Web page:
Saturday, December 09, 2006
Nothing Bothers These Folks
The House ethics committee concluded yesterday that House Speaker J. Dennis Hastert (R-Ill.) and his top staff probably knew for months, if not years, of then-Rep. Mark Foley's inappropriate contact with former House pages but did nothing to protect the teenagers. ...
But the ethics panel, officially known as the Committee on Standards of Official Conduct, decided against taking any action against the leaders, aides or House officials involved in the saga, declining even to describe their actions as bringing ill repute on the House.
The ethics committee managed to dig up evidence of a cover-up, even as it managed to exonerate the main conspirators:
(A previously unreported) incident was also brought to light in the report. After the Foley matter became public on Sept. 29, The Post quoted Boehner saying that he had told Hastert that spring of concerns about Foley and that Hastert had said the matter was being taken care of. When the story appeared on The Post's Web site that night, (Scott) Palmer, Hastert's chief of staff, contacted Boehner's chief of staff to discuss what the report called "the perceived inconsistency" between Boehner's story and Hastert's statement denying all knowledge of the concerns.
That led to a late-night strategy session of House GOP leaders in Boehner's office, which some members at the time feared was inappropriate because the case had been referred to the ethics committee. ...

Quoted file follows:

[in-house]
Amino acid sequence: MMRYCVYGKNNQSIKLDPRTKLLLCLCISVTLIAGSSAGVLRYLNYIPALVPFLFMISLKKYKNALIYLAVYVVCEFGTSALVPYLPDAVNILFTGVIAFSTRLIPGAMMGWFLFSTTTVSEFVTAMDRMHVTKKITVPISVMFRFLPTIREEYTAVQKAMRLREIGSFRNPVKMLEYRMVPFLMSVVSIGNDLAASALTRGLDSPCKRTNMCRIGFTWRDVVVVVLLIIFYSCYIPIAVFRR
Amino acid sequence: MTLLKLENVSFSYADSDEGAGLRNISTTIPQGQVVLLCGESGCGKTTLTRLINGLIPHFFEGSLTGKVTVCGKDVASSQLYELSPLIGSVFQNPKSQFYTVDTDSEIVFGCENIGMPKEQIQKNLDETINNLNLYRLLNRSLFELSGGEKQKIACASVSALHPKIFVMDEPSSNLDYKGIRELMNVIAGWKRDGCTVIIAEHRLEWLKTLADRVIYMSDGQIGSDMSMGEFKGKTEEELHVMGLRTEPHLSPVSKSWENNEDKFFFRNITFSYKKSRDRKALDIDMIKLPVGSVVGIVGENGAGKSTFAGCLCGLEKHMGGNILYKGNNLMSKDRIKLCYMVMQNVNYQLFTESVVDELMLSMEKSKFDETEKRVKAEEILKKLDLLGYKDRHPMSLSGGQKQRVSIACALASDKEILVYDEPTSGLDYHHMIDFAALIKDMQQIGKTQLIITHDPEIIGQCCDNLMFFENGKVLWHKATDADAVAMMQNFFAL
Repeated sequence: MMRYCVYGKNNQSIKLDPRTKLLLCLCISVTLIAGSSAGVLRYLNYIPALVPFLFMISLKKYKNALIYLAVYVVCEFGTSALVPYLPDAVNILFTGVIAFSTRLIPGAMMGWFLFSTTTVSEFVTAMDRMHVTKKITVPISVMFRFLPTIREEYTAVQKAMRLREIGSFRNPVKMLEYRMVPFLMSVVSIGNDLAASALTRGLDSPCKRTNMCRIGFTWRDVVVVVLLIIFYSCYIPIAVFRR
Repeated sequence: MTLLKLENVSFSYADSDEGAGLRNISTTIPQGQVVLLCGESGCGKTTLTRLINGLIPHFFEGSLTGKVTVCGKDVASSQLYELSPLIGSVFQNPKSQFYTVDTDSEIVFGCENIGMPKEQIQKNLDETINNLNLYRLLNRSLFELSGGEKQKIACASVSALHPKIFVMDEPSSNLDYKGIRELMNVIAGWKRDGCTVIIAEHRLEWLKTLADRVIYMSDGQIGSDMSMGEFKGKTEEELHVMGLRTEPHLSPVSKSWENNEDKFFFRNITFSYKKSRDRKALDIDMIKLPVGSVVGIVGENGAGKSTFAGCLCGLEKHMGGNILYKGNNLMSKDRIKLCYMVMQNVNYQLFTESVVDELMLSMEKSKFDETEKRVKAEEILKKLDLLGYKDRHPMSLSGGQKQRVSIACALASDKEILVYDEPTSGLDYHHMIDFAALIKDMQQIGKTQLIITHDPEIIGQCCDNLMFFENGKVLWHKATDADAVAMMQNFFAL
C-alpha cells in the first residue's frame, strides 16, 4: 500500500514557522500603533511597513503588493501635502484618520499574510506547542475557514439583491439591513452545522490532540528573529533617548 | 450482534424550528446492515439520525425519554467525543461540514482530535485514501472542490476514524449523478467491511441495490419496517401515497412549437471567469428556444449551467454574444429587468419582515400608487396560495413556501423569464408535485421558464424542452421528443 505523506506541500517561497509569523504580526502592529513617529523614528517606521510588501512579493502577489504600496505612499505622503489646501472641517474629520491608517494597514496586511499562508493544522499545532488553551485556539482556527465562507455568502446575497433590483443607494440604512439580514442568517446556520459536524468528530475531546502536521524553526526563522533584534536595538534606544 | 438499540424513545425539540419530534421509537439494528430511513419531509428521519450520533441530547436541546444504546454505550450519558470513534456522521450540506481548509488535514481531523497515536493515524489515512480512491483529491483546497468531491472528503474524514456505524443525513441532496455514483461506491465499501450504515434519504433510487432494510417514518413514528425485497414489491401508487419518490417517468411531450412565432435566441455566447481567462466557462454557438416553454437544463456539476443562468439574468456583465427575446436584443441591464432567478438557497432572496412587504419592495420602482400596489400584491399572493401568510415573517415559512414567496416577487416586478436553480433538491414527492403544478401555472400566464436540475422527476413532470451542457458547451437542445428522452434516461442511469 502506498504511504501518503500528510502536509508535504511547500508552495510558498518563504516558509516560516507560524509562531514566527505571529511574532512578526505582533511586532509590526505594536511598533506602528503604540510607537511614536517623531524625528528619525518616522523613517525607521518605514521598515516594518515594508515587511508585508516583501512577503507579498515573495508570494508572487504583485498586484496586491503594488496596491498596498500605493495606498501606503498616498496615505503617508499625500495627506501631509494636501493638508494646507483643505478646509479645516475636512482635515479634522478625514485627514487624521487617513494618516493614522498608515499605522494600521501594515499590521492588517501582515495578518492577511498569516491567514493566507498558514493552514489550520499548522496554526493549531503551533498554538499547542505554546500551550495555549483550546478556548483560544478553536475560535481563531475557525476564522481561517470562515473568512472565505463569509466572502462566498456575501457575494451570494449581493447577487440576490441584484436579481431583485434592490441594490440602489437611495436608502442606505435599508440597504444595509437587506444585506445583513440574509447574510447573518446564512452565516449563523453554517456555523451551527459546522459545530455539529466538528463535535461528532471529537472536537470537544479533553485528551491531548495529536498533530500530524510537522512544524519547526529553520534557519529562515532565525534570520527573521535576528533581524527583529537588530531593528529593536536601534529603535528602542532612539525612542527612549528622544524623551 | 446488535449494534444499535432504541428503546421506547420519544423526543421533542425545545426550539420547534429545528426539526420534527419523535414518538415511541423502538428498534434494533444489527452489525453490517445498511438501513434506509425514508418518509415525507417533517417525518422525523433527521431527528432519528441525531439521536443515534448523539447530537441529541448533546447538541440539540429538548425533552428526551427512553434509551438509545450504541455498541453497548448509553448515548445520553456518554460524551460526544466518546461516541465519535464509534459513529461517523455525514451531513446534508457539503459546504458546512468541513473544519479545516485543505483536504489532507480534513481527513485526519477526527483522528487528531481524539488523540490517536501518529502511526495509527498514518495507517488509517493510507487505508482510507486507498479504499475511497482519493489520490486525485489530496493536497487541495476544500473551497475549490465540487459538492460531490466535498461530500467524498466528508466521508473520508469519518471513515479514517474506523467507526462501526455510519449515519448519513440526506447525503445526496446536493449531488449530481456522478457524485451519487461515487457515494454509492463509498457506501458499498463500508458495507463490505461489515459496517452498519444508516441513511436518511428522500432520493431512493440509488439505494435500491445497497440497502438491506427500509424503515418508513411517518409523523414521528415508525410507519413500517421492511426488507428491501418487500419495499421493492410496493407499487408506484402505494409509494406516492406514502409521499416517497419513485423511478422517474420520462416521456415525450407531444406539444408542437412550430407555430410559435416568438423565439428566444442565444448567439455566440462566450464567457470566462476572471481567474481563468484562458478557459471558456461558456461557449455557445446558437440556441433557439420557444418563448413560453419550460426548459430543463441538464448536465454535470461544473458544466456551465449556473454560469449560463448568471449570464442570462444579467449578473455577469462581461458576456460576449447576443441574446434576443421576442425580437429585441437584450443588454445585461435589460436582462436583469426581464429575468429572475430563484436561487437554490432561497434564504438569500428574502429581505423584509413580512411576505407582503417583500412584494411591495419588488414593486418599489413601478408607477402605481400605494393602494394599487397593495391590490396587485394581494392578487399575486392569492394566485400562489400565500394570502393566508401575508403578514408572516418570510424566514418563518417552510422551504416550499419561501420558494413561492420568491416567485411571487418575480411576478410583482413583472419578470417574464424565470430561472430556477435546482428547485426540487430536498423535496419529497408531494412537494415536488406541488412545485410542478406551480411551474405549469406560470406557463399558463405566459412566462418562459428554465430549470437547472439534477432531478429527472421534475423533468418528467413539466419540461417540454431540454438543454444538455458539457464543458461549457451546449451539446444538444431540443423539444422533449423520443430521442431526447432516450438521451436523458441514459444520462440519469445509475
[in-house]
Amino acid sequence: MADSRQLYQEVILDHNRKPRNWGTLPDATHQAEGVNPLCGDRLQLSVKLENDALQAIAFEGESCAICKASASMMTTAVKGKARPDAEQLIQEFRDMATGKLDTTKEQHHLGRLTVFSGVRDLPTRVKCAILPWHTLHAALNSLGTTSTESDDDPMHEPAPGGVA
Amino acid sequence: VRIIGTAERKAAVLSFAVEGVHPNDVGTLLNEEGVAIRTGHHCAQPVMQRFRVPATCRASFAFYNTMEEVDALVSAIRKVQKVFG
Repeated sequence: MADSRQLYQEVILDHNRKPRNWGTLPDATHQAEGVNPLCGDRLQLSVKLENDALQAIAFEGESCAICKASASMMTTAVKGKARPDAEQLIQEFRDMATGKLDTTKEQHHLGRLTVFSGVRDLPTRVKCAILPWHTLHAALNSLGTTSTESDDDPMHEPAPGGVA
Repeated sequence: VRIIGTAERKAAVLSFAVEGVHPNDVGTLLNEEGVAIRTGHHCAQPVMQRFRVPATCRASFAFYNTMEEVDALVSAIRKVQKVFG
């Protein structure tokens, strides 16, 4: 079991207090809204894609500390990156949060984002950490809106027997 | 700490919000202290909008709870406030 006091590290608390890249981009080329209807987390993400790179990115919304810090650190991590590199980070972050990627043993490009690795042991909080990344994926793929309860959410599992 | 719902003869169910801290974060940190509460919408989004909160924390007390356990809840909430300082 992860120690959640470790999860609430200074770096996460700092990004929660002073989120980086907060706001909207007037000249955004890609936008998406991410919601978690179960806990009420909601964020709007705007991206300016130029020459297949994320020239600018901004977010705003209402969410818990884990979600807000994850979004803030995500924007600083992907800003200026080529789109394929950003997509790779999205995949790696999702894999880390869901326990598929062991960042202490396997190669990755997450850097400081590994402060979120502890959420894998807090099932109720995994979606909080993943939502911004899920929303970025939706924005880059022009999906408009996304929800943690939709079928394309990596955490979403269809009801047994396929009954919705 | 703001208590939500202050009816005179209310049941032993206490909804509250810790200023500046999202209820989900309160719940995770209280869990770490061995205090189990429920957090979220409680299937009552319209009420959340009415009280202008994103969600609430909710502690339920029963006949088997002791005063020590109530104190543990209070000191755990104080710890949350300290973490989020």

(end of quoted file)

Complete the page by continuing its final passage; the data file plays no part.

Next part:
On the central question of Hastert's involvement, the committee firmly sided with (clerk of the House, Jeff) Trandahl and former Foley chief of staff Kirk Fordham, who testified that they brought Foley's behavior to the attention of Palmer and of Hastert counsel Van Der Meid years ago. Fordham also testified that Palmer assured him he had brought the issue directly to the speaker in late 2002 or early 2003.
Trandahl said Palmer had told him: "I've talked to Kirk Fordham. I understand the problem. I'm on it." He said he remembered it "vividly."
Palmer testified repeatedly that he remembered no such meeting, and Hastert said he did not remember learning anything of the Foley matter.
But the committee found "the weight of the evidence supports" Fordham and Trandahl. Moreover, "the weight of the evidence supports the conclusion that Speaker Hastert was told, at least in passing, about the e-mails" by Boehner and Reynolds in spring 2006.